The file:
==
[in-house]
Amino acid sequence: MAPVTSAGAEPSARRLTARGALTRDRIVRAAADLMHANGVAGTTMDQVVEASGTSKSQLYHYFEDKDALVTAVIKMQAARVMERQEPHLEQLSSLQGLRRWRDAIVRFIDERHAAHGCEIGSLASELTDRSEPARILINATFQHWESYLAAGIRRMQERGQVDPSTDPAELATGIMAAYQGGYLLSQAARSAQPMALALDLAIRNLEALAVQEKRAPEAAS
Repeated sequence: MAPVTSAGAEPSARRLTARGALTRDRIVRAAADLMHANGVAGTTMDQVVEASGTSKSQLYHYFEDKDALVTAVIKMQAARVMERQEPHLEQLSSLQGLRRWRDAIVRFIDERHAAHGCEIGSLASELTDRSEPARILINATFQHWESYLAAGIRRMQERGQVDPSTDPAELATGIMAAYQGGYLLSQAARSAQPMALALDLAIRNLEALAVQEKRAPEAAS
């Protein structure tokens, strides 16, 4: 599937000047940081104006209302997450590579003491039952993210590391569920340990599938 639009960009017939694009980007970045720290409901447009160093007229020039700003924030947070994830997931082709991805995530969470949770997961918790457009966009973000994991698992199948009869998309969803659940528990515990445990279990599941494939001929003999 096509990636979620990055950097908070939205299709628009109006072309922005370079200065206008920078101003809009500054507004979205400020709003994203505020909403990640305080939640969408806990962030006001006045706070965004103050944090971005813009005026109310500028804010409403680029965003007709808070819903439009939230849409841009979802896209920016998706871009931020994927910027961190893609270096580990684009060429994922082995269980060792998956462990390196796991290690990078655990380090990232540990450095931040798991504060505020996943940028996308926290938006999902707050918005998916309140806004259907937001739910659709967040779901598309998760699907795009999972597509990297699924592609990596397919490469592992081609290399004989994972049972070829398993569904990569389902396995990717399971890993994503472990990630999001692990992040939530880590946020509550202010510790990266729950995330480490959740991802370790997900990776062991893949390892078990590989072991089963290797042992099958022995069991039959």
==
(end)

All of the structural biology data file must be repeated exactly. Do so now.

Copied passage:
[in-house]
Amino acid sequence: MAPVTSAGAEPSARRLTARGALTRDRIVRAAADLMHANGVAGTTMDQVVEASGTSKSQLYHYFEDKDALVTAVIKMQAARVMERQEPHLEQLSSLQGLRRWRDAIVRFIDERHAAHGCEIGSLASELTDRSEPARILINATFQHWESYLAAGIRRMQERGQVDPSTDPAELATGIMAAYQGGYLLSQAARSAQPMALALDLAIRNLEALAVQEKRAPEAAS
Repeated sequence: MAPVTSAGAEPSARRLTARGALTRDRIVRAAADLMHANGVAGTTMDQVVEASGTSKSQLYHYFEDKDALVTAVIKMQAARVMERQEPHLEQLSSLQGLRRWRDAIVRFIDERHAAHGCEIGSLASELTDRSEPARILINATFQHWESYLAAGIRRMQERGQVDPSTDPAELATGIMAAYQGGYLLSQAARSAQPMALALDLAIRNLEALAVQEKRAPEAAS
């Protein structure tokens, strides 16, 4: 599937000047940081104006209302997450590579003491039952993210590391569920340990599938 639009960009017939694009980007970045720290409901447009160093007229020039700003924030947070994830997931082709991805995530969470949770997961918790457009966009973000994991698992199948009869998309969803659940528990515990445990279990599941494939001929003999 096509990636979620990055950097908070939205299709628009109006072309922005370079200065206008920078101003809009500054507004979205400020709003994203505020909403990640305080939640969408806990962030006001006045706070965004103050944090971005813009005026109310500028804010409403680029965003007709808070819903439009939230849409841009979802896209920016998706871009931020994927910027961190893609270096580990684009060429994922082995269980060792998956462990390196796991290690990078655990380090990232540990450095931040798991504060505020996943940028996308926290938006999902707050918005998916309140806004259907937001739910659709967040779901598309998760699907795009999972597509990297699924592609990596397919490469592992081609290399004989994972049972070829398993569904990569389902396995990717399971890993994503472990990630999001692990992040939530880590946020509550202010510790990266729950995330480490959740991802370790997900990776062991893949390892078990590989072991089963290797042992099958022995069991039959």